Pleynet, 22h30. I’m not known for flexibility and still I’m sitting with my head between my knees. Pondering, outweighing arguments. One argument appears particularly strong. An argument I never even considered would play in any decision-making of this kind.
The 20km of Brussels are becoming a bit of a tradition. For the first few years, I ran the race together with some friends. We had fun, but sticking together was hard and it was hard to enjoy the race together. So in 2015, I ran the race flat-out and set a, to my standards, nice PB and this year, I wanted to beat that time.
Another year, another Crêtes de Spa. For the first time ever without my buddy Greg. Greg & I have run CDS together every year (except for 2013). The full version in 2012 & 2014 and, due to injuries & lack of shape, the 21k last year. This year no Greg however, which meant a change of game plan. On top of that, it would also be the final exam of our Start 2 Trail project!
As I mentioned before, a little idea rose during our hikes through Gran Canaria. On the ascents, Kim had little trouble keeping up with me, except maybe where the trail was favouring my long legs. But when things went downhill, I mean literally downhill, the difference was remarkable.
After being injured at the time of last year’s edition (which turned out quite memorable with Bruno running the entire 42.195 km in his heavy-weight, full length pair of jeans) there was no way I was going to miss out on the 2016 edition of the Bosmarathon in Aalter this year. A trip down memory lane: close to my parents, the majority of the trail is run on the trails & roads I pretty much know by heart from when I was still living with my parents.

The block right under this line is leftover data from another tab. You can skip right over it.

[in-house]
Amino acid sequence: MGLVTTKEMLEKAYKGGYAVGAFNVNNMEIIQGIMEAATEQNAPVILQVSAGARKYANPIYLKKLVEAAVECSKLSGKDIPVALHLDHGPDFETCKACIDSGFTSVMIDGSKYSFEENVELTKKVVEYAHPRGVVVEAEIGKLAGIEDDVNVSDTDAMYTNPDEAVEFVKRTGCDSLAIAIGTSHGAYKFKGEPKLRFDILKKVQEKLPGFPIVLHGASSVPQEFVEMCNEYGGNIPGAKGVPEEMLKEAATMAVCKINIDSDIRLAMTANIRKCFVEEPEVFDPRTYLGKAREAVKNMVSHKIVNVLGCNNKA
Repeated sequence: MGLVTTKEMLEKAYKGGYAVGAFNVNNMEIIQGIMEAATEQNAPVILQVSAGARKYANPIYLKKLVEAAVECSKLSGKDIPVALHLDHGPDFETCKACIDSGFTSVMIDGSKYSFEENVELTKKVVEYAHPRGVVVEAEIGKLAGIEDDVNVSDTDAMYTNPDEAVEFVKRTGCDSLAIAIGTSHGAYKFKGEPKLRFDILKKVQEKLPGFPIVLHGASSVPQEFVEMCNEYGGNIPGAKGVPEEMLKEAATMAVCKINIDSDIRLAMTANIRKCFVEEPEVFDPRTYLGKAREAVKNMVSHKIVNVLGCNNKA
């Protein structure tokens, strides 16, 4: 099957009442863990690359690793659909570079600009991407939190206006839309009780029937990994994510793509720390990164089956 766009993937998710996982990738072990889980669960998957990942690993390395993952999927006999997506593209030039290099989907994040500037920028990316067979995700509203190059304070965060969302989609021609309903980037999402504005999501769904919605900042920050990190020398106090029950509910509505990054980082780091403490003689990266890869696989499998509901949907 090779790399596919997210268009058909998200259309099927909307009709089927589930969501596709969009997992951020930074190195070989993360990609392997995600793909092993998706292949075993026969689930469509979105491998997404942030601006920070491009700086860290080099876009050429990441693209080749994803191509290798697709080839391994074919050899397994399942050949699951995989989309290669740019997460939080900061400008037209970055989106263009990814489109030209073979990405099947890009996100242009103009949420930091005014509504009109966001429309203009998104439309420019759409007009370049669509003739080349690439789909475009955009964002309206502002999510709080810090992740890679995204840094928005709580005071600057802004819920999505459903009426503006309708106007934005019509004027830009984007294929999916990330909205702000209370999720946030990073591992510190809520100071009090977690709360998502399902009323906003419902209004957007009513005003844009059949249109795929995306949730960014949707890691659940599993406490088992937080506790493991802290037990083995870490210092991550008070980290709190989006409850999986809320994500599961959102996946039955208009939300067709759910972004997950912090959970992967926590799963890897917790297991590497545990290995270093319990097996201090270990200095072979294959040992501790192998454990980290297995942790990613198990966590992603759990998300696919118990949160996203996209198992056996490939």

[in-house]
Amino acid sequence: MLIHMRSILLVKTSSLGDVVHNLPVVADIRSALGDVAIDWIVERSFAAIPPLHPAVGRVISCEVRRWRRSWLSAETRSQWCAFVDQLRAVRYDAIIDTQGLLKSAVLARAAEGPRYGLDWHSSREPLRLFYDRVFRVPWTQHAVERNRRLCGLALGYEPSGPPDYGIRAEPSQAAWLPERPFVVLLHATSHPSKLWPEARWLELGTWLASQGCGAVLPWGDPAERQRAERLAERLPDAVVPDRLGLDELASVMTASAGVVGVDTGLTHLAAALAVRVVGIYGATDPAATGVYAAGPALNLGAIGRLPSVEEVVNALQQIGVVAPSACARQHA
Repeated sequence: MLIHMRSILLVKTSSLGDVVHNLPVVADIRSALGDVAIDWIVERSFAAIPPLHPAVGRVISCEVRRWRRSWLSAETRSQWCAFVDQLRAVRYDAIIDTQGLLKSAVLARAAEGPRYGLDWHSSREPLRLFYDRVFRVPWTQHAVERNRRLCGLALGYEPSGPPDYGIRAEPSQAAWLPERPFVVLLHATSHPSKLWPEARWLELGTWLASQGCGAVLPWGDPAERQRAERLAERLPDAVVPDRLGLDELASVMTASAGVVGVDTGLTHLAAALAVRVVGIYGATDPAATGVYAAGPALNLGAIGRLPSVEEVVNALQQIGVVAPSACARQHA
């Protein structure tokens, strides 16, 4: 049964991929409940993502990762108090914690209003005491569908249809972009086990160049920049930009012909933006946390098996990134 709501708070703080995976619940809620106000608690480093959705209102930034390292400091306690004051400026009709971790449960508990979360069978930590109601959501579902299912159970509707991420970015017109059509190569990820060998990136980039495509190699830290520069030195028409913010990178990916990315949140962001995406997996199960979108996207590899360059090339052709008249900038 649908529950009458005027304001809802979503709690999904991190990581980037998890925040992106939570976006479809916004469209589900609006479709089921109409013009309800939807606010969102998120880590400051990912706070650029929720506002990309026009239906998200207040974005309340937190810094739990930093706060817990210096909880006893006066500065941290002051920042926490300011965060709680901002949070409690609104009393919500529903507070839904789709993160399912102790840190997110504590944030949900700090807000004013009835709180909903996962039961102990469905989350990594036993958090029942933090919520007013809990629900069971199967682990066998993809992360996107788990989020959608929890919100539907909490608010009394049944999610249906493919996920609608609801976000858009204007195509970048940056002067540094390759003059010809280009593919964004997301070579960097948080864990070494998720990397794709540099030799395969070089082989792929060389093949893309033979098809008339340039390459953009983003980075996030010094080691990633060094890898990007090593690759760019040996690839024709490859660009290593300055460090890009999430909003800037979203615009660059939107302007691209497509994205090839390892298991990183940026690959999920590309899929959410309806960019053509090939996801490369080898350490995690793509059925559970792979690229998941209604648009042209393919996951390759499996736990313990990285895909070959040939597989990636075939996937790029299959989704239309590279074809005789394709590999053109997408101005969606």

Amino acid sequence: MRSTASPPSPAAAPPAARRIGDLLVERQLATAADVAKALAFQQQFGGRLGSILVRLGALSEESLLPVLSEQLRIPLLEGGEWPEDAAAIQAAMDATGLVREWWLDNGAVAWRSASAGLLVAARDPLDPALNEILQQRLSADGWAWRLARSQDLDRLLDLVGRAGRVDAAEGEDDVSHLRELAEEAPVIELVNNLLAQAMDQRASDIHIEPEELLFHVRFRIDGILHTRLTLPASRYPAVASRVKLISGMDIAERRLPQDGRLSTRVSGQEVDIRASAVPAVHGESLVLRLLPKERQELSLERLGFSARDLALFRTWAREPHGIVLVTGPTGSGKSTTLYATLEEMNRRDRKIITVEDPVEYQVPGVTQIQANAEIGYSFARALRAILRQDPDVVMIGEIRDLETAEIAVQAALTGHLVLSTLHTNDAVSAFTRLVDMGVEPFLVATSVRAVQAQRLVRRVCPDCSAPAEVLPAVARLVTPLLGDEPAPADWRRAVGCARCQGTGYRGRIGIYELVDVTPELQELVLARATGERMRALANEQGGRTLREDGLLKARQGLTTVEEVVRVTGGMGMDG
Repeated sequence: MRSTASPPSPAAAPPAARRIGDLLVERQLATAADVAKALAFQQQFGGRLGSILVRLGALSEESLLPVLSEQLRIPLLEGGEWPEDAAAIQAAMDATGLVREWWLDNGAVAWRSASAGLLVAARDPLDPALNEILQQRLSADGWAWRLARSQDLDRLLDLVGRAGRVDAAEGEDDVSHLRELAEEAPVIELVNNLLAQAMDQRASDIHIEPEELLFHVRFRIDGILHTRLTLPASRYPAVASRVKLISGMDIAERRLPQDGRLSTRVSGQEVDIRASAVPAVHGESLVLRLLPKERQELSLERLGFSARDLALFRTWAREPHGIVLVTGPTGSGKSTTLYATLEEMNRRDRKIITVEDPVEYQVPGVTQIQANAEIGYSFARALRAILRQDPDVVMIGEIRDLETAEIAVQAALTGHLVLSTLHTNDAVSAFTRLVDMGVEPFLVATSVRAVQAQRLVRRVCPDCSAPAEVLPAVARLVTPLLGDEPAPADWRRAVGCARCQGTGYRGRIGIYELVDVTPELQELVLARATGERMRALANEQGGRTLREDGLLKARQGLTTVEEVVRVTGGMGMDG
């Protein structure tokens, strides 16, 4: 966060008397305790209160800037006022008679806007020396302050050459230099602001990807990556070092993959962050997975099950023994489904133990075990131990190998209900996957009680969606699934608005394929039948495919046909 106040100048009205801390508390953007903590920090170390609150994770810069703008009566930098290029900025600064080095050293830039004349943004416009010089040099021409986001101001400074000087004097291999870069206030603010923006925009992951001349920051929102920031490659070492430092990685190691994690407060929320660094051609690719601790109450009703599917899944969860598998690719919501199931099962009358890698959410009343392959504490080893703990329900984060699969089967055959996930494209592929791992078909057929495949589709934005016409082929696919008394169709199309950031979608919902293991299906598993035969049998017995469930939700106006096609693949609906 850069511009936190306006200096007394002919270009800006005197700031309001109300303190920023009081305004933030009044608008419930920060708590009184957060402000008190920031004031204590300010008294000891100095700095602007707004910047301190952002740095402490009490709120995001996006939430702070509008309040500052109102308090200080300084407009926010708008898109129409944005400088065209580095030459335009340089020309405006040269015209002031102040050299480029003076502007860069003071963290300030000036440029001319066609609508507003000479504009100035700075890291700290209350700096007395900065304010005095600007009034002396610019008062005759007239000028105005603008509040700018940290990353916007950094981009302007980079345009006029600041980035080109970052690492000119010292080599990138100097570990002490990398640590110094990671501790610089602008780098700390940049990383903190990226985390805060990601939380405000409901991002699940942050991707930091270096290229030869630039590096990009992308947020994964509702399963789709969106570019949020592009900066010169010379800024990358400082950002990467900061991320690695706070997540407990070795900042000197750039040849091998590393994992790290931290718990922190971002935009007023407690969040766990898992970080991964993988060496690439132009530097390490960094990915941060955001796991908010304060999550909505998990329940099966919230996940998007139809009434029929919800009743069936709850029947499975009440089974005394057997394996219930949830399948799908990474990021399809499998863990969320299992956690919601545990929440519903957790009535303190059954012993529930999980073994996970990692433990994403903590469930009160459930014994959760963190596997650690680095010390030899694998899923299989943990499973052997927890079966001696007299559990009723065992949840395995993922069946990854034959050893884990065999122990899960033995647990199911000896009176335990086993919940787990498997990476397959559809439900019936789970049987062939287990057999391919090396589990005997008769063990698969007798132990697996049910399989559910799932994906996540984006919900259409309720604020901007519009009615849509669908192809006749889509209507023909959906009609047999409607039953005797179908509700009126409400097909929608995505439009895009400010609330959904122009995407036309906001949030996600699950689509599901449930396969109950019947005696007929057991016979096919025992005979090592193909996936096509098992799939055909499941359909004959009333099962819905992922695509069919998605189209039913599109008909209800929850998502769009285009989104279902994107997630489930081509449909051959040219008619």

As part of a yearly tradition, Kim & her friends spend the week between Christmas & New Year in a house. A week of catching up with friends, doing some activities with the kids, good food, good company and quite some mountain-biking too. Your truly, however, does not mountain bike. Yours truly does not even own such bike. But I wasn’t going to let that spoil the fun or keep me from joining the boys on their trip!
I don’t think I could have anticipated the impact quitting UTMB would have had on me. And for a while, I was in denial. The trip to Gran Canaria helped. A change of environment. Nature. Tons of hikes and a good run. I felt back at it. But the weeks after that trip, I lost my hunger for running. I guess you could call it running depression.
Hm, yeah. I know. That title doesn’t sound impressive at all. But then again, it IS the name of this pretty rad race in Kuurne. Last year, I ran the race as pace maker for a Gwendolyn (who eventually won the race) and finished just over 1h20 myself, a personal best on the half marathon. Since, though, I improved that best at the Havenloop. Putting things in perspective, I was just back from Gran Canaria and had hardly put in any running at all since UTMB. So bottom line: I had no idea what to expect. At all.
Some people called it bold. Some called it “not the smartest thing to do”. Others just called it crazy. Opinions were plenty when I announced I was leaving for UTMB a week early in order to climb the Pointe Percée and hike the surrounding area. Still, there were many arguments for it, especially the benefit of spending a few days above 2000m of altitude.